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Extra shielding for improved signal-to-noise in 3D whole-body PET

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3 Author(s)
Laforest, R. ; Mallinckrodt Inst. of Radiol., St. Louis, MO, USA ; Cutler, P.D. ; Daube-Witherspoon, M.E.

In 3D PET measurements, activity outside of the direct FOV is known to degrade signal-to-noise within the direct FOV, primarily by increasing the overall rate of random coincidences. In 3D brain studies, various configurations of additional shielding around the patient have already been successfully implemented to limit the singles field of view, and thereby reduce the randoms measured by the tomograph. In this work, we extend this idea for use in the torso with a shielding configuration consisting of two “clam-shell” shields of lead surrounding the patient both above and below the axial FOV. The lead is 6 mm thick by 10 or 20 cm in axial length, and curved into a C-shape to fit around the phantom or the patient's torso. The top half of the clam-shell rests on plastic wheels which travel on two rails mounted to the edge of the patient pallet, and the lower half of each shield is fixed beneath. The shields are placed just outside the direct field of view and as close to the patient as possible. Noise Equivalent Count (NEC) curves were measured with and without shields in place around an axially long cylindrical phantom. The NEC rates from 2D and 3D patient studies were then compared with the phantom-derived NEC curves to predict the signal-to-noise gain possible by using the shields. Over the range of activity concentrations typical of whole body FDG studies, we estimate unshielded 3D offers an NEC advantage of approximately a factor of two. Our shield appears to provide only a small additional improvement at the high end of this activity range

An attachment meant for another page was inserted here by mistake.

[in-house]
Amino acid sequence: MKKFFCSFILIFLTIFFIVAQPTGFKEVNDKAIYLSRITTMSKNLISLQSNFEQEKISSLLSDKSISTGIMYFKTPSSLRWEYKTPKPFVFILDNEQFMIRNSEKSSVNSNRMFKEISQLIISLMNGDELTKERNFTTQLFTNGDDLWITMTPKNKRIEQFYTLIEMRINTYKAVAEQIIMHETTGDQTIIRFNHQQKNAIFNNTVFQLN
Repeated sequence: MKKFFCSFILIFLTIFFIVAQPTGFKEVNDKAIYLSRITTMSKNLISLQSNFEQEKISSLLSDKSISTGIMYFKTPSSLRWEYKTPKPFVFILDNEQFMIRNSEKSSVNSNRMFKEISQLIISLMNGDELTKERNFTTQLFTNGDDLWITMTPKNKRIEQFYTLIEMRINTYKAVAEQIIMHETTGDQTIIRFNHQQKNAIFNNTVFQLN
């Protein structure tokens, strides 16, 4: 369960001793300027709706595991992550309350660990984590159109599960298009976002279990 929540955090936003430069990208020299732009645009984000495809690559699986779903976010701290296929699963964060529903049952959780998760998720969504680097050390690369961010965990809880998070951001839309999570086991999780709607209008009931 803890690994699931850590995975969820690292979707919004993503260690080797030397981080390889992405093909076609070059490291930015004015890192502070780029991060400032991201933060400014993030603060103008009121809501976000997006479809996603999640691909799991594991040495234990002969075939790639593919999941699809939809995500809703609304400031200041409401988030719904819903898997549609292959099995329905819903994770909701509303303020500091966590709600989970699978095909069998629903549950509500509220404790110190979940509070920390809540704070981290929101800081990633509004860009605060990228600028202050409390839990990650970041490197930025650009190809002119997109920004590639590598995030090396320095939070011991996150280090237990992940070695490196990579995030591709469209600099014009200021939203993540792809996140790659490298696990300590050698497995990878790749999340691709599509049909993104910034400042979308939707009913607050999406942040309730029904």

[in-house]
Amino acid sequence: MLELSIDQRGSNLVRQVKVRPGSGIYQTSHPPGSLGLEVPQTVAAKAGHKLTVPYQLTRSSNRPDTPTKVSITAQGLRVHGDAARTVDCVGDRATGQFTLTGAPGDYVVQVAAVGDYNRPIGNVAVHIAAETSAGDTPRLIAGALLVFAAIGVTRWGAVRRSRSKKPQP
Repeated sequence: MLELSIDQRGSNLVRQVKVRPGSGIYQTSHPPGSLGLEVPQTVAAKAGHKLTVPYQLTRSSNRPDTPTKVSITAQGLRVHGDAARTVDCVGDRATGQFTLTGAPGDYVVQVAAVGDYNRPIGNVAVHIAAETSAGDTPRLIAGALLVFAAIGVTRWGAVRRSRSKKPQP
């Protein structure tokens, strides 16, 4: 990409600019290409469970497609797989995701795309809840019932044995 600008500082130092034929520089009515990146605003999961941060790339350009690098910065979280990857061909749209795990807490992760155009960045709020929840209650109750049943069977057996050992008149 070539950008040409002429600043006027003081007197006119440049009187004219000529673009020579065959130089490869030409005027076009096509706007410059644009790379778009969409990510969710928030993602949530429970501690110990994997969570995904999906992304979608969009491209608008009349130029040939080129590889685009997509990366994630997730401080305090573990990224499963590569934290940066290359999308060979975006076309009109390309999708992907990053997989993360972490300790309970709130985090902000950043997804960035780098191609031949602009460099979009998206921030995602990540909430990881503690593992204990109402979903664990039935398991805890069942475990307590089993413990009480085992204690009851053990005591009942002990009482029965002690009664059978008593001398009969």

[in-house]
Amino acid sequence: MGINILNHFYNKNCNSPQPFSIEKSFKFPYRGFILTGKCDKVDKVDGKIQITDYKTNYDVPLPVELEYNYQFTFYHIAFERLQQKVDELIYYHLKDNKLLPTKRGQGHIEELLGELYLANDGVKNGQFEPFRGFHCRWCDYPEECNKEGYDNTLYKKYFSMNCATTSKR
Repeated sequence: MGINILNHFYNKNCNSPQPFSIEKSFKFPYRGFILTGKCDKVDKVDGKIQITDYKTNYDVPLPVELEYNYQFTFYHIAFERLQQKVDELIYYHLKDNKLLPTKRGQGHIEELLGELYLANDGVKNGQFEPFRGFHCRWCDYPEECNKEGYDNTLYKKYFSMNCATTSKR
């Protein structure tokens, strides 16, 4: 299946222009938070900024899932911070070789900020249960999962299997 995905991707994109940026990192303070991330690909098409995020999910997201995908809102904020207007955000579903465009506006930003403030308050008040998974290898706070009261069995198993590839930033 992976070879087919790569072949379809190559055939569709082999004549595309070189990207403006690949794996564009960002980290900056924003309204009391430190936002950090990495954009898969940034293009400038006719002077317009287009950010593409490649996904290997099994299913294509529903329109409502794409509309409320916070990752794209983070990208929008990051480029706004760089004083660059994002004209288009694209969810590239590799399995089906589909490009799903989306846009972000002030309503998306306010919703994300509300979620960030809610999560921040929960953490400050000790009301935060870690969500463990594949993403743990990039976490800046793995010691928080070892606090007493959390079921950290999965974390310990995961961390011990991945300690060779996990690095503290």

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Nuclear Science Symposium, 1999. Conference Record. 1999 IEEE  (Volume:3 )

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